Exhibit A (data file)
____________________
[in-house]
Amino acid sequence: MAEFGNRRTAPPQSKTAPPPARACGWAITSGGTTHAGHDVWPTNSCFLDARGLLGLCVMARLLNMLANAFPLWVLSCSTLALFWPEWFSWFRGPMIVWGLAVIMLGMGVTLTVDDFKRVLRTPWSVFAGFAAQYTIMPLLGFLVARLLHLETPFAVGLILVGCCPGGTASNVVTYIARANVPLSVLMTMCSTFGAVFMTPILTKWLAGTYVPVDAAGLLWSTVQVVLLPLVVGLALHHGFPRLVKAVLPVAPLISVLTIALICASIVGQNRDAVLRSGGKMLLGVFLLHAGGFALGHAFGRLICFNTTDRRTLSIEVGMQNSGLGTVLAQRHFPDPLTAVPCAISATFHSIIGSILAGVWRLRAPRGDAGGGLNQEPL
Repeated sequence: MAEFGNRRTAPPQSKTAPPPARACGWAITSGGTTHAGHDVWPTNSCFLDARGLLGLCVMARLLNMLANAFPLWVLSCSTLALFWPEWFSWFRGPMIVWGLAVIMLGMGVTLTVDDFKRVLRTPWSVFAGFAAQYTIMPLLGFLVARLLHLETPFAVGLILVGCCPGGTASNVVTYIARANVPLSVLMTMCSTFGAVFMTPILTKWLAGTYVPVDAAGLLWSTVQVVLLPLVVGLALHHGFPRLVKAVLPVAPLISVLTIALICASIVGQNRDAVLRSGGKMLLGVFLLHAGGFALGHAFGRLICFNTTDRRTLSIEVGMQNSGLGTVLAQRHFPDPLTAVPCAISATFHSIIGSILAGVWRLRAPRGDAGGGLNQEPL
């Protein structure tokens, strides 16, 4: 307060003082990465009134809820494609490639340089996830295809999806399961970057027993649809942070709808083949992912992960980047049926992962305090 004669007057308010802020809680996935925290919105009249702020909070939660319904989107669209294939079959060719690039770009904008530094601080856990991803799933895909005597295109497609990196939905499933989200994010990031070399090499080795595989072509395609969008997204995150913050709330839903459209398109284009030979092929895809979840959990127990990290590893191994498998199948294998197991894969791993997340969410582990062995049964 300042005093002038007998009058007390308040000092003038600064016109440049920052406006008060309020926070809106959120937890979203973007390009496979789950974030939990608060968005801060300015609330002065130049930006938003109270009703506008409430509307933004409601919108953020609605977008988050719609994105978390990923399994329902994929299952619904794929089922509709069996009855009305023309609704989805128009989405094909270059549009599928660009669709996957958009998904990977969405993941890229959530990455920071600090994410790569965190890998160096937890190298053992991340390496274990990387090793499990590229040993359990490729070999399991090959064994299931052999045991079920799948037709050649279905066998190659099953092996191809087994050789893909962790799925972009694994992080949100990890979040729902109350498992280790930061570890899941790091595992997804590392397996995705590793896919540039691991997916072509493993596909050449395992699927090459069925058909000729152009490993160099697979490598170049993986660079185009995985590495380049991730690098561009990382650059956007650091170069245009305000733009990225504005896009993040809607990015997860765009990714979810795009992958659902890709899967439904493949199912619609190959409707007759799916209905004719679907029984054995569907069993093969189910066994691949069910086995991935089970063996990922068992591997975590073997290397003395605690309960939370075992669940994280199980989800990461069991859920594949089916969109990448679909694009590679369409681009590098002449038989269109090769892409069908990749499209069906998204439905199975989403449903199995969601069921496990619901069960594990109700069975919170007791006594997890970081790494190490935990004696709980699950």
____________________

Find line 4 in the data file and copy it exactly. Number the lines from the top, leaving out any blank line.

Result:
């Protein structure tokens, strides 16, 4: 307060003082990465009134809820494609490639340089996830295809999806399961970057027993649809942070709808083949992912992960980047049926992962305090 004669007057308010802020809680996935925290919105009249702020909070939660319904989107669209294939079959060719690039770009904008530094601080856990991803799933895909005597295109497609990196939905499933989200994010990031070399090499080795595989072509395609969008997204995150913050709330839903459209398109284009030979092929895809979840959990127990990290590893191994498998199948294998197991894969791993997340969410582990062995049964 300042005093002038007998009058007390308040000092003038600064016109440049920052406006008060309020926070809106959120937890979203973007390009496979789950974030939990608060968005801060300015609330002065130049930006938003109270009703506008409430509307933004409601919108953020609605977008988050719609994105978390990923399994329902994929299952619904794929089922509709069996009855009305023309609704989805128009989405094909270059549009599928660009669709996957958009998904990977969405993941890229959530990455920071600090994410790569965190890998160096937890190298053992991340390496274990990387090793499990590229040993359990490729070999399991090959064994299931052999045991079920799948037709050649279905066998190659099953092996191809087994050789893909962790799925972009694994992080949100990890979040729902109350498992280790930061570890899941790091595992997804590392397996995705590793896919540039691991997916072509493993596909050449395992699927090459069925058909000729152009490993160099697979490598170049993986660079185009995985590495380049991730690098561009990382650059956007650091170069245009305000733009990225504005896009993040809607990015997860765009990714979810795009992958659902890709899967439904493949199912619609190959409707007759799916209905004719679907029984054995569907069993093969189910066994691949069910086995991935089970063996990922068992591997975590073997290397003395605690309960939370075992669940994280199980989800990461069991859920594949089916969109990448679909694009590679369409681009590098002449038989269109090769892409069908990749499209069906998204439905199975989403449903199995969601069921496990619901069960594990109700069975919170007791006594997890970081790494190490935990004696709980699950």